Chris Paul has caught all types of flak over the years. Despite being the shortest player on the court most of the time, Paul is held to an outrageous standard that most people in the history of the NBA fall well short of. They say he whines too much to the refs, he flops and is an all-around dirty player. They say he doesn’t deserve to be placed in the pantheon of superstars in the modern game and is but a paper-thin facsimile of Isiah Thomas, John Stockton and other little generals that roamed the 94-foot span of the basketball court in years past.

What I cram to understand is how someone who is averaging 19 points and 10 assists for a career can be so thoroughly disrespected on a regular basis. Back in 2014, Paul missed 18 regular season games due to injury. A cursory Google search will uncover numerous articles from the time that allude to Paul being expendable, and saying that Blake Griffin was indeed the only Clipper that was untouchable.   

But irony isn’t some alchemistic endeavor. Two years later and I can’t help but notice the irony circulating around the Clippers point guard’s current situation. Blake Griffin has missed 32 games due to a quadriceps injury, a fractured hand and a pending four-game suspension because of the manner in which he fractured his hand. In Griffin's absence, CP3 has once again proved why he is one of the NBA's all-time dominant floor generals. 

I think it goes without saying that most teams who lose an All-Star who was averaging 23 points, 8 rebounds and 5 assists per game, could pretty much be chalked up for a high draft pick. But not the Clips, at least not this year. The Clippers are 23-8 since Griffin's departure. 

Most of the credit for the team's success has to go to head coach and GM Doc Rivers. 

Rivers has gone the route of several other NBA teams by incorporating a small ball line up which naturally quickens the overall pace of the game. The smaller lineup has resulted in the Clippers being able to swarm and trap the ball in the corners more effectively than with a more traditional lineup in which Blake would be the power forward. 

Forward Josh Smith and G/F Lance Stephenson have both been shipped out of town as being ill-suited for La La Land. A stubborn GM would have stuck with these two, but Doc saw the writing on the wall when the duo was spotted slap-boxing on the sidelines of a game.

Furthermore, the addition of SF Jeff Green might be the acquisition of the year on the low. Green, who played his best basketball under Rivers in Boston, is versatile enough to play small forward or power forward and doesn’t mind coming off the bench at all. Averaging a career high in blocks this season, Green has been known to lock in when a teammate lights a fire under him.

As of late, Paul has been that fire starter.

Since Blake’s unfortunate and boneheaded debacle, Los Angeles has enjoyed a 10-game winning streak that ran into mid-January. So, after giving props to the head coach and GM, and to the team’s other key components for stepping up their games, most notably DeAndre Jordan and J.J. Reddick, at some point even the most ardent naysayers have to give Chris Paul his just due, right?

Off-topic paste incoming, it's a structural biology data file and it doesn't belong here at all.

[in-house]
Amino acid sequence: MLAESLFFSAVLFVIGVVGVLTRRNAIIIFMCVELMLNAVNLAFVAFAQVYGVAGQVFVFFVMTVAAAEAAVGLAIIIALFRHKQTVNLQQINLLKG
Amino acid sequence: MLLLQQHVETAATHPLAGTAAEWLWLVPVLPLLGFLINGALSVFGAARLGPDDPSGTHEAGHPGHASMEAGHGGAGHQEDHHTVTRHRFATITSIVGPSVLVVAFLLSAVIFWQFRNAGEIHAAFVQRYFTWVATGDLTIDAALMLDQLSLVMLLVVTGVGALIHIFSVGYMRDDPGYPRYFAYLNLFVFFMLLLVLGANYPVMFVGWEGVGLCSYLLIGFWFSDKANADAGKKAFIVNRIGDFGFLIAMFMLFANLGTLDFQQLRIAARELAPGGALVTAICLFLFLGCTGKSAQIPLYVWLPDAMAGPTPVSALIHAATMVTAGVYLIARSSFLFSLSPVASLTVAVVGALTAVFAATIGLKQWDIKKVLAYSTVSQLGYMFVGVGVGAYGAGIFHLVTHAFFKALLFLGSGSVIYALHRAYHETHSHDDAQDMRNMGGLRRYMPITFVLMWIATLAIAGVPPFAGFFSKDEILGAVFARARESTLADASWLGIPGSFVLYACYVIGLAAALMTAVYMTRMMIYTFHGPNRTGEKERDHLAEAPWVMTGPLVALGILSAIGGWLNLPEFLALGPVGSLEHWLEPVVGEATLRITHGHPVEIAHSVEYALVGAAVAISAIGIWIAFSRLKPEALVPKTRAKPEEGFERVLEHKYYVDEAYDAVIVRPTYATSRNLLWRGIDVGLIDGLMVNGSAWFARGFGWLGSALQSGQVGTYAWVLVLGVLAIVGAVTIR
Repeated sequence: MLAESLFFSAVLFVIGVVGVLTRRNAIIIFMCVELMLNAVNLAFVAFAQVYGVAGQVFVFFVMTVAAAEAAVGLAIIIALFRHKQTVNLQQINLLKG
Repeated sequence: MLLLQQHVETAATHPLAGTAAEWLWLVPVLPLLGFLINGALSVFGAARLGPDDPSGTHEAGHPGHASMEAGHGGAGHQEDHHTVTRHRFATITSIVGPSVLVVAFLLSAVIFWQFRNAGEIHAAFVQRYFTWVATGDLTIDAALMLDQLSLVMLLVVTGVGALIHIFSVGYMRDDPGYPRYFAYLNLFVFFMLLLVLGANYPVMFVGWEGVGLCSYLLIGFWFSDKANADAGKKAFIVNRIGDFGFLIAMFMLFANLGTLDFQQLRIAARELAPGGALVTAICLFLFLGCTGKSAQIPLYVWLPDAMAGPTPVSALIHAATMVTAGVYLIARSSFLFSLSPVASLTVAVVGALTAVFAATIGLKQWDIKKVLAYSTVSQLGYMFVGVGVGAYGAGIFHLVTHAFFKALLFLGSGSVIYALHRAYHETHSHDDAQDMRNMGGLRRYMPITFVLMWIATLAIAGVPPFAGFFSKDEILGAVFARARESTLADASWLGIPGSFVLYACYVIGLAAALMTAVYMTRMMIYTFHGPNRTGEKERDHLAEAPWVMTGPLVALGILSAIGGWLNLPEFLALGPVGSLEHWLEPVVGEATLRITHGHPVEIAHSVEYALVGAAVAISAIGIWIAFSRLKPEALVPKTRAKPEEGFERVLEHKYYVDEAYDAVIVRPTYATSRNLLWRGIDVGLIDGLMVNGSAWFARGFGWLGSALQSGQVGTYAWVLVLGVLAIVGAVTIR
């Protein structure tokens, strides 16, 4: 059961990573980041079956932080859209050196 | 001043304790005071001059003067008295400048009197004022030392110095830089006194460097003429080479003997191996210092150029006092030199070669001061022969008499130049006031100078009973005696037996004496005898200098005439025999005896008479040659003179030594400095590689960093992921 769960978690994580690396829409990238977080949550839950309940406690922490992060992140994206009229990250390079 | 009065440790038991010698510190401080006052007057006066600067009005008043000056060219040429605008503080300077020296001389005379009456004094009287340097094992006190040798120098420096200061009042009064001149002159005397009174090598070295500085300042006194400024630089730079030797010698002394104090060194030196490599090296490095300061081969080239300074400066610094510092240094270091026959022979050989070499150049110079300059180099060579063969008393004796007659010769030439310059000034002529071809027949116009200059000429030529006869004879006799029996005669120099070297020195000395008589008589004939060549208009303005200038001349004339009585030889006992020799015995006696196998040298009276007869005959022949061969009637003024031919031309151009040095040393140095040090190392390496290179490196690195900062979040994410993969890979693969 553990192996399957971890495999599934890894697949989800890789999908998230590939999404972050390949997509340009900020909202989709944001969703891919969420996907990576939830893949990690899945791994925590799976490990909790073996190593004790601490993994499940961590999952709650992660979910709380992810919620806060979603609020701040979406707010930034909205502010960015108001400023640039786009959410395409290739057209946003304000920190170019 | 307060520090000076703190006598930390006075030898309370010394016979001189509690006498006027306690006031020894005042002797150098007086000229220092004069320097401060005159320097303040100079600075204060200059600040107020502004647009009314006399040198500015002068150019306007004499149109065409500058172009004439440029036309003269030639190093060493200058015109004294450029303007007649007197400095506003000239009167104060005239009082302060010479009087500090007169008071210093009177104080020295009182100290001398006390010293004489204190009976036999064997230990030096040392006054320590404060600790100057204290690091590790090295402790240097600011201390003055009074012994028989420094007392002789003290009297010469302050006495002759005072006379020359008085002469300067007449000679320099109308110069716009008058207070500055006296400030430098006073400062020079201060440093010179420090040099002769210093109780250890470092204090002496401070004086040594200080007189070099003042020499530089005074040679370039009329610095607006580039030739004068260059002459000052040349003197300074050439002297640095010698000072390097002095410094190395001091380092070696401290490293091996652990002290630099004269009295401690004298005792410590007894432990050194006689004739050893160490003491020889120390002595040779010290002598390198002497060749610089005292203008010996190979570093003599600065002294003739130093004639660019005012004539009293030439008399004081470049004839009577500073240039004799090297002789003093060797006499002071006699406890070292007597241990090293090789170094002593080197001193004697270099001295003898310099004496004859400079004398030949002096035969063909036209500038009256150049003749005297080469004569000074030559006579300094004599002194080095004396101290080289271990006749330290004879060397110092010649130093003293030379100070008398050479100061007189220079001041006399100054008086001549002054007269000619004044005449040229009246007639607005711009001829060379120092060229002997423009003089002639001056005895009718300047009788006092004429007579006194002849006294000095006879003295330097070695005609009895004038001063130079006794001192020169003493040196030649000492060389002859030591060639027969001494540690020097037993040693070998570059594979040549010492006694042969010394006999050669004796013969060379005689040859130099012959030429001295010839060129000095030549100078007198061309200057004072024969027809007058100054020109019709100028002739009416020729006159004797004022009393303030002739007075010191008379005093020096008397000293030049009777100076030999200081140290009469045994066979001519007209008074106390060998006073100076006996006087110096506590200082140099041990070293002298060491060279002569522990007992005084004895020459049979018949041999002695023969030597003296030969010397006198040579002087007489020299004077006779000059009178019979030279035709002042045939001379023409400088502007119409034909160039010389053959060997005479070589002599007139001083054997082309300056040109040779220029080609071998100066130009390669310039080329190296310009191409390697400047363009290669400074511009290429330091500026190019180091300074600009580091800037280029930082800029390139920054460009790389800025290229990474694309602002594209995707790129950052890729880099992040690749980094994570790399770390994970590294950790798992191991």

One would think so.

The Clippers are holding on to the fourth spot in the Western Conference.  After facing off against the San Antonio Spurs in the First Round of the NBA Playoffs last year, the Clips are aware of how important it is to finish strong and secure a home court advantage.

Last year the NBA media was rife with “insider” claims of dissension between Paul and Griffin, with some claiming Paul was done in Los Angeles. This year it’s completely the opposite. Some of the same writers who would have had Paul shipped out of town have now turned on Griffin as being expendable. However, Paul being the leader he is, stepped up and spoke up for Blake when a reporter seemingly tried to bait him into saying Griffin wasn’t necessary due to his own increased production.

We can’t win a championship without Blake. That’s the only reason we play.” he told NBA.com. “I don’t care if he gets back the day before the playoffs. We’re playing for a championship and there’s no championship without Blake Griffin. There’s not one.”


Griffin was supposed to have been back a month ago yet is still in the ether.  Although the Clippers recently lost to the OKC Thunder, Westbrook and Durant’s crew have been faltering a bit as of late-losing 7 of their last 13 games after reeling off five straight. The Thunder remain tantalizingly close enough for the Clippers to be able to surge past them once Griffin returns.  

Statistically, Chris Paul’s 20 points and 10 assists are among his very best numbers of his career and Doc Rivers’ in-game adjustments and willingness to play to the strengths of his players might make him a Coach of the Year candidate as well.  All-and-all, the only way Blake Griffin’s return screws this up is if he goes upside the head of another equipment manager.